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‘Energy’ drinks: how safe are they?

There has recently been an increase in the consumption of ‘energy’ drinks containing caffeine. Years back, drinks refered to as energy drinks were glucose-based and generally consideed more healthy. Energy drinks are drinks designed to increase stamina and improve physical performance. Some energy drinks are even designed especially for elite athletes, but most are produced and marketed for the general community.

According to a food specialist, there are only three definitely effective ingredients found in sports drinks and the ingredients include a combination of methylxanthines (containing caffeine), B vitamins and herbal ingredients. Others are guarana (extracts from the guarana plant) or taurine among other forms of ginseng, maltodextrin, inositol, carnitine, creatine, glucuronolactone and ginkgobiloba.

These drinks mostly come in cans and are sold almost everywhere in the country. They are well packaged with appealing exteriors while their marketers have continued to advertise that they provide more and quick energy, but some experts point that Nigerians should be very careful about such products.

They are generally marketed as stimulants which are aimed at gingering the users to action. Apart from sportsmen and women who patronise them to enhance performance, students have also discovered in the drinks, ready stimulants to stay awake especially at night, inpreparation for examinations.

Experts say not enough is currently known about energy drinks and their effect on health and well-being. The producers of energy drinks make many claims about the health effects of their products.

They say that their products can increase physical endurance, improve reaction time, boost mental alertness and concentration, increase overall well-being, stimulate metabolism, improve stamina and help eliminate waste from the body.

The drinks are also marketed as healthy, fun and youthful, and many children, young people and adults are taken in by the excitement created around them, believing these claims to be true. However, the evidence shows that it may be wise to be cautious in our consumption of energy drinks.

Caffeine, taurine and glucuronolactone occur naturally in the body, but the fact that they are present in much higher doses in energy drinks may be cause for concern. Scientists say that caffeine can have an effect on the growing brain and that it may cause a decline in the body’s immune system.

For now, health authorities have determined that energy drinks are generally safe for consumption, with some caution. Studies show that while energy drinks may be scientifically safe, young people especially, need to be aware of their contents. Research also shows that children and young people who consume energy drinks may suffer sleep problems, bed-wetting and anxiety. Children who consume two or more cans of energy drinks a day may become irritable and anxious.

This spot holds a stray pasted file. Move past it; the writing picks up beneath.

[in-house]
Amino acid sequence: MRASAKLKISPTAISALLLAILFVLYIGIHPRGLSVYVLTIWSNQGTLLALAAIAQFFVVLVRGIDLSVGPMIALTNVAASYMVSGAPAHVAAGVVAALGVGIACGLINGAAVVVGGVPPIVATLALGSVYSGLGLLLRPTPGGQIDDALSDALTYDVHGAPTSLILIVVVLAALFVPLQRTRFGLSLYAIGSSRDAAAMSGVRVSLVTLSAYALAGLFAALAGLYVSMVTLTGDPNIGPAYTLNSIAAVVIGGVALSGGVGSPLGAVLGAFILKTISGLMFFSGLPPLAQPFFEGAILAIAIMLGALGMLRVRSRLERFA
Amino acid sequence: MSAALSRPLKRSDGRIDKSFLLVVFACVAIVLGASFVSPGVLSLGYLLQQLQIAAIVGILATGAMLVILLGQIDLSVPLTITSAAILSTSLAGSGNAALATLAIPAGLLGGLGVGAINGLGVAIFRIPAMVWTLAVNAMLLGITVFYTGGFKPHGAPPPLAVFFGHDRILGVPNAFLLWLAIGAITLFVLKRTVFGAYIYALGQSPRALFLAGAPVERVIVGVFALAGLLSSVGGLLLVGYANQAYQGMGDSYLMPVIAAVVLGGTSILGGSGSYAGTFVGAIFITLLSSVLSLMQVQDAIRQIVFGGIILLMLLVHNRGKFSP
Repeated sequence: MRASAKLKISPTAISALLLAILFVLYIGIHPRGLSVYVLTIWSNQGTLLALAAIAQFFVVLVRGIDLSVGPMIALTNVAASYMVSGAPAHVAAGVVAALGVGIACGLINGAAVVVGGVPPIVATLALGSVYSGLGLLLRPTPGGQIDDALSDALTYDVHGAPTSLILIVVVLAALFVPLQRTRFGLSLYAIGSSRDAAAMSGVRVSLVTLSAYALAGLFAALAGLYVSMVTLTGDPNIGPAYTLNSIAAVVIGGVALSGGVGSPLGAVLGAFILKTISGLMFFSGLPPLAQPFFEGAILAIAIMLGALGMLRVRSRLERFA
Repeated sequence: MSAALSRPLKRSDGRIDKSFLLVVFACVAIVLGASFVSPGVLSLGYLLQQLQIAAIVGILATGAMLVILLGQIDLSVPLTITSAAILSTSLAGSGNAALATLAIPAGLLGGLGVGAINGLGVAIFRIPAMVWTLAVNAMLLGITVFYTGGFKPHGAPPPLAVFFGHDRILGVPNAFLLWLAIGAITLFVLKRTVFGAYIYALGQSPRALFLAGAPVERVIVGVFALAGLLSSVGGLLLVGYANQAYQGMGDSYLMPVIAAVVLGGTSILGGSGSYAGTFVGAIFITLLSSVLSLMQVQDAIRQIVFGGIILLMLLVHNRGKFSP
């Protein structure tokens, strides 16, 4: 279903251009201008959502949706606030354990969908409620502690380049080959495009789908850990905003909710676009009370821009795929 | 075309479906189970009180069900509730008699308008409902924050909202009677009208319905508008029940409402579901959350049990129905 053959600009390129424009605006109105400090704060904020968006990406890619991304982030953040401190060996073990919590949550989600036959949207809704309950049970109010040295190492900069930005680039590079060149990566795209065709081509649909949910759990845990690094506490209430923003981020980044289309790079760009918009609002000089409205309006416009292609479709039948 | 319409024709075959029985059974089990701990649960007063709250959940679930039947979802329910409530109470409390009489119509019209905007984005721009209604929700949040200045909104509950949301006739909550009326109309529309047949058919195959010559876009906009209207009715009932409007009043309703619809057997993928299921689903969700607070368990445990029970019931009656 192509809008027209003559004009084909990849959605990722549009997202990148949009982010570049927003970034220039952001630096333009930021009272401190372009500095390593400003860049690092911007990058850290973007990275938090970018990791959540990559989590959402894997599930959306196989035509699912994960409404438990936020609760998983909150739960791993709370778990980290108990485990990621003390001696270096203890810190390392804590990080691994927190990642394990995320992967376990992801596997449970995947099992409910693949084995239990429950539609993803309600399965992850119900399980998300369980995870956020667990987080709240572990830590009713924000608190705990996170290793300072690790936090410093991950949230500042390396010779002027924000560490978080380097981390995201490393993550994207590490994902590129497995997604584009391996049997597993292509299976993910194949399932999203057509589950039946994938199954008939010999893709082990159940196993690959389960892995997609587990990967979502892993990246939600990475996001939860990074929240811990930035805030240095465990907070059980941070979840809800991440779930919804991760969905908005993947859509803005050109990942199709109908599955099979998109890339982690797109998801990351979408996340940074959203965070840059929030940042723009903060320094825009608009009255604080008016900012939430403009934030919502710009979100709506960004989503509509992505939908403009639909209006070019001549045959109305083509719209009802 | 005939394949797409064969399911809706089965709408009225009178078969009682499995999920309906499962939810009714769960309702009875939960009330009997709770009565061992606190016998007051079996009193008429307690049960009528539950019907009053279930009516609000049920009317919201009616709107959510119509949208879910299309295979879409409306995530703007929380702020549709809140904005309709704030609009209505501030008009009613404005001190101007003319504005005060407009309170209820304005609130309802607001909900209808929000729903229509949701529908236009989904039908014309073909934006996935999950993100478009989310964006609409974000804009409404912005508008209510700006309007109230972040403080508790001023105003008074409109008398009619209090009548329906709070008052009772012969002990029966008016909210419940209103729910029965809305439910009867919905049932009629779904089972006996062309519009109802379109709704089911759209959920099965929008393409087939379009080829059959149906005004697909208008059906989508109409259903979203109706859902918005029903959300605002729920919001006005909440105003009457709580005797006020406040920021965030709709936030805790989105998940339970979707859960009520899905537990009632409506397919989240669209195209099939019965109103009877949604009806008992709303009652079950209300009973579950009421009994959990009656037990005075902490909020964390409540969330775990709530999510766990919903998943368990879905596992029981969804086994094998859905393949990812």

Some out of a number of those who take energy drinks have this to say:

For Fred Adu who sells office equipment, he says “I have been taking energy drinks for over eight months now, I actually started with a brand and then switched to another one because I was not satisfied with the energy needs, then I discovered that the one I changed to keeps me awake when there is need for it and the experience I had from it is that the drinks could be addictive”.

Seyi Samuel, a student says “my friends introduced the drink to me and since then I have really been addicted to it”.

Tina says she takes energy drinks whenever she wants to attend an all-night, and when I sleep and wake up I feel strong.

A medical practitioner in Lagos, who spoke on condition of anonymity, complained that the open license given to importers of the drinks was tantamount to killing the country instalmentally. According to him, a nation where the citizens are beset by one health problem or the other as a result of consumption of harmful drinks cannot be said to be raising a healthy generation. The drinks, in the long run would be doing an incalculable damage to the nation.

Children and pregnant women should not take energy drinks because they are loaded with caffeine. High amount of caffeine can cause nervous breakdown and shoot up the blood pressure.

Although these drinks are not alcoholic in nature, they have their own kind of adverse effects. They are called energy drinks and what that means is that they can energise the users with the help of substances in them.

Even athletes misuse energy drinks before competition to help them gain an added edge. This can become a dangerous habit if your drink of choice contains a lot of sodium, sugar and caffeine, as these ingredients will affect the body as it tries to replenish itself with electrolytes that are lost during an intense workout.

In fact, caffeine can have a diuretic and dehydrating effect on an athlete, when they desperately require water. Energy drinks are not very beneficial for athletes.

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